Grandma Rose, We Love You

Posted: September 12th, 2006 | Author: | Filed under: Friends and Strangers, Miss Kate, Mom | No Comments »

Our neighbor’s father died suddenly after a heart attack a few weeks ago, and as someone who has lost a parent myself, I wish I had special powers to offer her some consolation. But it doesn’t really work that way. She’s now a member of a club that no one wants to be part of.

As I’ve been thinking about what she’s going through I keep coming back to this idea that when you lose a parent it’s like one of the anchors in your world goes away. Or, at least that’s what it was like for me. Over time you manage to rebalance the load, so the weight that one anchor used to shoulder gets redistributed between the others. In my case, Mark, who was a fiance when my mother died and a husband soon thereafter, took the lion’s share of the load. Still, you always sense the loss of that anchor.

So the last time I saw Rose was Saturday. We went by to bring her a collage of photos of her and Kate, taken at our various visits with her.

She had her dentures out, and with the oxygen tubes in her nose and her thin frail body curled up in bed, she barely resembled the spunky Rose we’d come to know. She slept mostly but opened her eyes a couple times and seemed to express a spark of excitement at the sight of Kate. She even managed to sputter out something about Kate’s ears, which she’s always cooed over.

I handed her the collage and couldn’t help but wonder what sense she had of what was happening. Her dark eyes stood out so strongly against her pale skin and looked so sad and beseeching. Even though she wasn’t really speaking it was like she was trying to connect with me somehow. And I hoped the collage didn’t come off to her as some sort of inappropriate parting gift. More than anything I just wanted her to be able to look at pictures of Kate when we weren’t there, in case they could bring her any small amount of happiness at this stage. And I wrote, “Grandma Rose, We Love You” on it—something we’d never told her.

Tomorrow we’re going back. I have no idea whether she’ll still be there or not. I’ve felt guilty about not visiting for the past few days, but my heart has been so heavy I didn’t know if I could bear it. Selfish, I know.

Just last week I got an email from the Chaparral House volunteer coordinator about an upcoming event, and I emailed him back to let him know that I was starting a new job soon and I didn’t know how often Kate and I would be able to visit. As someone who tends to over-commit myself, it seemed like the responsible thing to do, much as I hated to do it. When I’m not working, my first commitment needs to be to my family. But after sending the email I felt terrible. Like I was betraying Rose.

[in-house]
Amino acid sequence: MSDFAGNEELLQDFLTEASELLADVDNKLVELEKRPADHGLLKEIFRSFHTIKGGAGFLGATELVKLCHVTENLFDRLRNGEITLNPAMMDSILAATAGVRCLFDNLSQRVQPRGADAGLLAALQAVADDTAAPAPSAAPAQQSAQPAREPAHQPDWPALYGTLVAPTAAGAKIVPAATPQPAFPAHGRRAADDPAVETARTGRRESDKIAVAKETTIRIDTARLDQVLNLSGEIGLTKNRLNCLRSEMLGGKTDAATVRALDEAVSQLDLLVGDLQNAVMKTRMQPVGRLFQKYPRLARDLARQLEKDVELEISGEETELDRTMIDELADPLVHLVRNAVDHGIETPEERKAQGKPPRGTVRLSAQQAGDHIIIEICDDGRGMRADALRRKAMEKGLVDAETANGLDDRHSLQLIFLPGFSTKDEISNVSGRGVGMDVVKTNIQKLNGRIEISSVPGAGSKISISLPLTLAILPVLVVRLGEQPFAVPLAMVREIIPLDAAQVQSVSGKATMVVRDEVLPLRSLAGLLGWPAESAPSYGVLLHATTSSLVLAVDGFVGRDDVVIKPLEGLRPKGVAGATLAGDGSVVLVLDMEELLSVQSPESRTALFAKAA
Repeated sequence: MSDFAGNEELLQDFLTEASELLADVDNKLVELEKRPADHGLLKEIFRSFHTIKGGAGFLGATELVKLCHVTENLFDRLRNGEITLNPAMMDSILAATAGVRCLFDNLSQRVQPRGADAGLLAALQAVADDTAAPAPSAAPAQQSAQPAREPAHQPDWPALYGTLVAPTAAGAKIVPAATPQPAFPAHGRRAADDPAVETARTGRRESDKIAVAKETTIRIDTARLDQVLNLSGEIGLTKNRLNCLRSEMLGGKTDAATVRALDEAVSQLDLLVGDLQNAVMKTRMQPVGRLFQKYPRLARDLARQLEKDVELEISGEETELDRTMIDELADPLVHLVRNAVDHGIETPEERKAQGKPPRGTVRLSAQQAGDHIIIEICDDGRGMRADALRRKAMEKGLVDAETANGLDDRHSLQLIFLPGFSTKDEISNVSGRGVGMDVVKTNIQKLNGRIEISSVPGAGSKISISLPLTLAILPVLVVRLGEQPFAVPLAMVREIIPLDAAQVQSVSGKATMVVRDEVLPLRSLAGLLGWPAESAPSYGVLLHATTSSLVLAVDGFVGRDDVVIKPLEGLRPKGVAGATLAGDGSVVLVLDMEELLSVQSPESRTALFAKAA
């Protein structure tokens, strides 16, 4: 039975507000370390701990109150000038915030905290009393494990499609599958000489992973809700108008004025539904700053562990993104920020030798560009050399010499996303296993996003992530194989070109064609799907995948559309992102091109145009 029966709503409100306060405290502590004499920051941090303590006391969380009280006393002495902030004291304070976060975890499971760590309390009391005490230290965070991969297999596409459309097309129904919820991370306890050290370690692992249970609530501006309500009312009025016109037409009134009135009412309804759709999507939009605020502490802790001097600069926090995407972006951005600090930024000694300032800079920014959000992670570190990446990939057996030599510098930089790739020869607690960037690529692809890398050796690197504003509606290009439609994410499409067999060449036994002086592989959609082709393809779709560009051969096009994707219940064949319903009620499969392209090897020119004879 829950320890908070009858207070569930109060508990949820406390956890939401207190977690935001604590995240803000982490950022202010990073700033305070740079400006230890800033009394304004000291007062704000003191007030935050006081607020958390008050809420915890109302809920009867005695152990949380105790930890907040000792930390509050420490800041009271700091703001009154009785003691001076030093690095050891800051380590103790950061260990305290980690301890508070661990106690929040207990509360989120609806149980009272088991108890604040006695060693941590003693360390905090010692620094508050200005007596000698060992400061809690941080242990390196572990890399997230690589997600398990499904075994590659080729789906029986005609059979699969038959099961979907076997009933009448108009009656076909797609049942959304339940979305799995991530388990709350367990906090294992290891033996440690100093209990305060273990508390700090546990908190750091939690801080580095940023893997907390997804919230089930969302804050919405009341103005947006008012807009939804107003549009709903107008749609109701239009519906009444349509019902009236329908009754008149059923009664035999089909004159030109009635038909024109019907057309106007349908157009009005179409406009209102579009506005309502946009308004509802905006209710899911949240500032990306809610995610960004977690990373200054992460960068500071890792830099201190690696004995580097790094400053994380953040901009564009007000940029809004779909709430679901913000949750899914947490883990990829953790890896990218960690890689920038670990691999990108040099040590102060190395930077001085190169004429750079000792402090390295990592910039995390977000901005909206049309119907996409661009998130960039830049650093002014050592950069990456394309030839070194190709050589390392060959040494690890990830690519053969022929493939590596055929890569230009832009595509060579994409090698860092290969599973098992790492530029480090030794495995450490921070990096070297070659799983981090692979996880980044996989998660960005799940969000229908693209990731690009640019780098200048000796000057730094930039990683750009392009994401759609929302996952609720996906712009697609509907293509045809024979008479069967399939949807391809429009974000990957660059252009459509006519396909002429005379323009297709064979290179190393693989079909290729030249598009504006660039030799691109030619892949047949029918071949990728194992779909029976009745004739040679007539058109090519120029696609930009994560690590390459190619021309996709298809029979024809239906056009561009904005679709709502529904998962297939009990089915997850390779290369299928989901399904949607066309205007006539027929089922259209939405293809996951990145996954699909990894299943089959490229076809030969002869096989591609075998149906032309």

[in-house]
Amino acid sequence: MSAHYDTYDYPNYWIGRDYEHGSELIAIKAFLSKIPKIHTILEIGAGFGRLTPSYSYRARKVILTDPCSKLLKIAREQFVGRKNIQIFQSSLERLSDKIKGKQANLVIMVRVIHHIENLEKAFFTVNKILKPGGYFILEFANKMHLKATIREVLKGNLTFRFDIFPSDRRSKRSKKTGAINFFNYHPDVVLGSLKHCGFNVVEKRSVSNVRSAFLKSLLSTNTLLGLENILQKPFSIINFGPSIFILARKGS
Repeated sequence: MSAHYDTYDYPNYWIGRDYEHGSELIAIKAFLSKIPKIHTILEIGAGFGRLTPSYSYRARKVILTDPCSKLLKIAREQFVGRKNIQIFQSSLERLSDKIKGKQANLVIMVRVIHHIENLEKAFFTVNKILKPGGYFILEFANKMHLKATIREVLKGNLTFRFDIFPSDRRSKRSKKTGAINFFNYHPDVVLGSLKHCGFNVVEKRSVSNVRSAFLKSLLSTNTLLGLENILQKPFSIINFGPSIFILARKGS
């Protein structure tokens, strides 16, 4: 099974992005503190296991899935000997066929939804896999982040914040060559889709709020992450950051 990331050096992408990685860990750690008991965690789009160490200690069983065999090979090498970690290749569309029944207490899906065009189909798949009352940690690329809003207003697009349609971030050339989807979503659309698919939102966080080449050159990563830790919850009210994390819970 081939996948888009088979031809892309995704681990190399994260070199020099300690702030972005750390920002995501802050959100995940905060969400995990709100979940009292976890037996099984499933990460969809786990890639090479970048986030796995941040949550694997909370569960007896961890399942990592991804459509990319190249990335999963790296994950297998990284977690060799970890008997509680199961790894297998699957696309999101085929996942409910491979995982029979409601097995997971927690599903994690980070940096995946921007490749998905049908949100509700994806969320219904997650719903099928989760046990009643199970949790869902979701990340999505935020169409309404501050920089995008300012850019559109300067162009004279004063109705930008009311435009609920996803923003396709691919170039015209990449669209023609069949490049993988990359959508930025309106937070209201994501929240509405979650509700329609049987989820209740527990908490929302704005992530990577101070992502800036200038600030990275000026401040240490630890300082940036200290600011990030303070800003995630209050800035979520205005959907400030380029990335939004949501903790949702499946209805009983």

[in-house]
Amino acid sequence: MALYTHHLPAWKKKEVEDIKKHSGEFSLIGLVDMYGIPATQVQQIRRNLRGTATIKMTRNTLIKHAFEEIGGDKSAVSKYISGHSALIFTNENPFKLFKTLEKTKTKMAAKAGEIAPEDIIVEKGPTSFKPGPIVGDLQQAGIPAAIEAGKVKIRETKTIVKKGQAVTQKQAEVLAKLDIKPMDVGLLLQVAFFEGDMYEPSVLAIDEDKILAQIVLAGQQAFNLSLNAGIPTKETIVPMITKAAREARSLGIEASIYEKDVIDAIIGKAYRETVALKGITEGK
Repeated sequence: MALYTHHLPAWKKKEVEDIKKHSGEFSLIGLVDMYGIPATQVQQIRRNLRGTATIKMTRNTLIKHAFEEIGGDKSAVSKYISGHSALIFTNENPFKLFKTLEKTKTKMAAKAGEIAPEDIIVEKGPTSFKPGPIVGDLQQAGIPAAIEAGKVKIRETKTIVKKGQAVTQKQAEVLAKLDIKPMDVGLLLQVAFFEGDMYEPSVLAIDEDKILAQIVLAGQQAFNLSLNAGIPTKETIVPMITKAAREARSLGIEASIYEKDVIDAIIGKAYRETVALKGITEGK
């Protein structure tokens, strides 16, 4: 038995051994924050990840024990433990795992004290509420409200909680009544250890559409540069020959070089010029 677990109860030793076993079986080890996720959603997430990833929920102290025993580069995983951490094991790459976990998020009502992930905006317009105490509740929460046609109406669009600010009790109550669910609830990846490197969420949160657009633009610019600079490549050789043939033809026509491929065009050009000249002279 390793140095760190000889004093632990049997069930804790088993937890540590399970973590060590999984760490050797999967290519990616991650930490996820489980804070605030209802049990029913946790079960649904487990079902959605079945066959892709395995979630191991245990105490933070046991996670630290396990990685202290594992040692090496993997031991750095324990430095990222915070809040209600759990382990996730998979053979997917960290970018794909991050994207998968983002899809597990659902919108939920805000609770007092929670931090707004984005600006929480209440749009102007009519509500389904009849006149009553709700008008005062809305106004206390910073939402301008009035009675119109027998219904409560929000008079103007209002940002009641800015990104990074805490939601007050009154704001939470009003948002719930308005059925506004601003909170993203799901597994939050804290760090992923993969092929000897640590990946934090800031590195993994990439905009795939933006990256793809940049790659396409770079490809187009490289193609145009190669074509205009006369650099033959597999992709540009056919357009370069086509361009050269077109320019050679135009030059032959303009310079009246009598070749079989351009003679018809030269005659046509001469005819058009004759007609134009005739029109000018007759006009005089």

And then, with two weeks left until my job starts, we visit Rose on Friday and see that she’ll likely be gone before I even set foot in my new office. It’s wrenching to think of how that timing has worked out. Not that I feel like I had some cosmic hand in Rose’s decline, but it just feels like another loss, another change, in the midst of my struggle over leaving Kate to return to work. Why does so much need to happen at once?

Kate and I met Rose on March 1st of this year. A short time really, though it represents the majority of Kate’s life. And in our weekly visits, it’s been clear that my role has been as the conduit. I’m really just the person who brings Kate to see Rose. I’ve often asked Rose about her life and her family, but she’s never really indulged in those conversations. They represented a tiny amount of the time we spent together. Invariably Rose would give me a quick answer and then change the subject to point out something Kate was doing, or to start singing a song in Polish to her. I was always happy to follow her lead.

When I think about all that I know about Rose, it’s really quite little. And with her sketchy memory and occasional bouts of confusion, I was never certain that what she was saying was ever exactly correct. Despite that I realized that somewhere along the way Rose has become one of my anchors. And it breaks my heart to have to let go of another one.

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